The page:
Title 24 introduced the concept of lighting zones to regulate the power density of the exterior lighting allowed in each zone. U.S. Census Bureau maps determined the boundaries for three of the four zones: Zone 1 applies to parks, recreation areas, and wildlife preserves; Zone 2 encompasses rural areas, where low levels of ambient lighting are allowed; and Zone 3 is set aside for urban areas. Zone 4 is reserved for special-use districts, such as a sports complex, which is determined and adopted by local jurisdictions.
But Title 24 “is an energy standard,” says Nancy Clanton, president of Clanton & Associates, a lighting-design firm based in Boulder, Colo. “It can’t address issues like light pollution and glare.”
In 2004, Clanton co-chaired a task force to take on the problem of expanding the lighting zones Title 24 established into the Model Lighting Ordinance (MLO) that would address the issue of light pollution. The joint International Dark-Sky Association/Illuminating Engineering Society (IDA/IES) task force included dark-sky advocates, lighting manufacturers, lighting designers, and a city planner.
After years of research, intense negotiations among parties, and public reviews, the IDA and IES boards approved the MLO in June 2011. The writers intended it for use as a zoning overlay ordinance, meaning that its lighting zones could closely follow a municipality’s land-use maps. The MLO has five lighting zones: Lighting Zone 0 (LZ-0) is for environmentally sensitive areas that should have no light at all; LZ-1 is for one- and two-family residential neighborhoods and small rural communities where low ambient light is suitable; LZ-2 applies to areas for multifamily and institutional use where moderate ambient light is acceptable; LZ-3 is for commercial areas, where moderately high ambient light levels would be allowed; and LZ-4 is for special culture and entertainment districts, such as New York’s Times Square where extensive light is unavoidable.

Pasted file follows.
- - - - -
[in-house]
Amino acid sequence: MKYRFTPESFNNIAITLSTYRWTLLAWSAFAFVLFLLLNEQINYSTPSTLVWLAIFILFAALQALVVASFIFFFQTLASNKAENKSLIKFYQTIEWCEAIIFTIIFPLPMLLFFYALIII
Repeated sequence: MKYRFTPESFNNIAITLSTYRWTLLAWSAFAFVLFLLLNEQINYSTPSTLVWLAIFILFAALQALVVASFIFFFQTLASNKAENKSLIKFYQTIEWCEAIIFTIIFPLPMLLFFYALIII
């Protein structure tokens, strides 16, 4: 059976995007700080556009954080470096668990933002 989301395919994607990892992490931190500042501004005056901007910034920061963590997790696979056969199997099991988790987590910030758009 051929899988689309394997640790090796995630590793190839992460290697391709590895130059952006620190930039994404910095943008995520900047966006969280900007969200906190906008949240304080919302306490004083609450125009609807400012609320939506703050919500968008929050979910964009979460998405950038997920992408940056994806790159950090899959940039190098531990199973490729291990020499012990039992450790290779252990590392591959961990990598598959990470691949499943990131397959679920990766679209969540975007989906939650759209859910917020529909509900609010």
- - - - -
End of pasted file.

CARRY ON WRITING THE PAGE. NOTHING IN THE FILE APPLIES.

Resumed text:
In municipalities that choose to adopt the MLO, individuals seeking building permits or approvals from the local planning department would have to comply with its guidelines, subject to consequences determined by the particular city. By adopting the MLO, communities that want to be night-sky friendly do not need to hire engineers, planners, and lighting designers to develop regulations for them. The MLO provides regulatory consistency from town to town.
The MLO recommendations are similar to ANSI/ASHRAE/USGBC/IES 189.1P: Standard for the Design of High Performance Buildings, but they also cover residential lighting. However, they only cover lighting on private property; the MLO’s roadway-lighting section is optional.
The MLO uses “BUG ratings” developed by the IES in TM-15-07: Luminaire Classification System for Outdoor Luminaires. Manufacturers derive the Backlight-Uplight-Glare (BUG) ratings for luminaires from their photometric data. Backlight references the light that emanates from the back of the luminaire and often causes light trespass. Uplight—light 90 degrees or above nadir—is generally responsible for sky glow. Glare—visually disabling light that can cause discomfort or be a nuisance—originates from any part of the luminaire, though BUG ratings are primarily concerned with high-angle light projected from the luminaire’s front and back.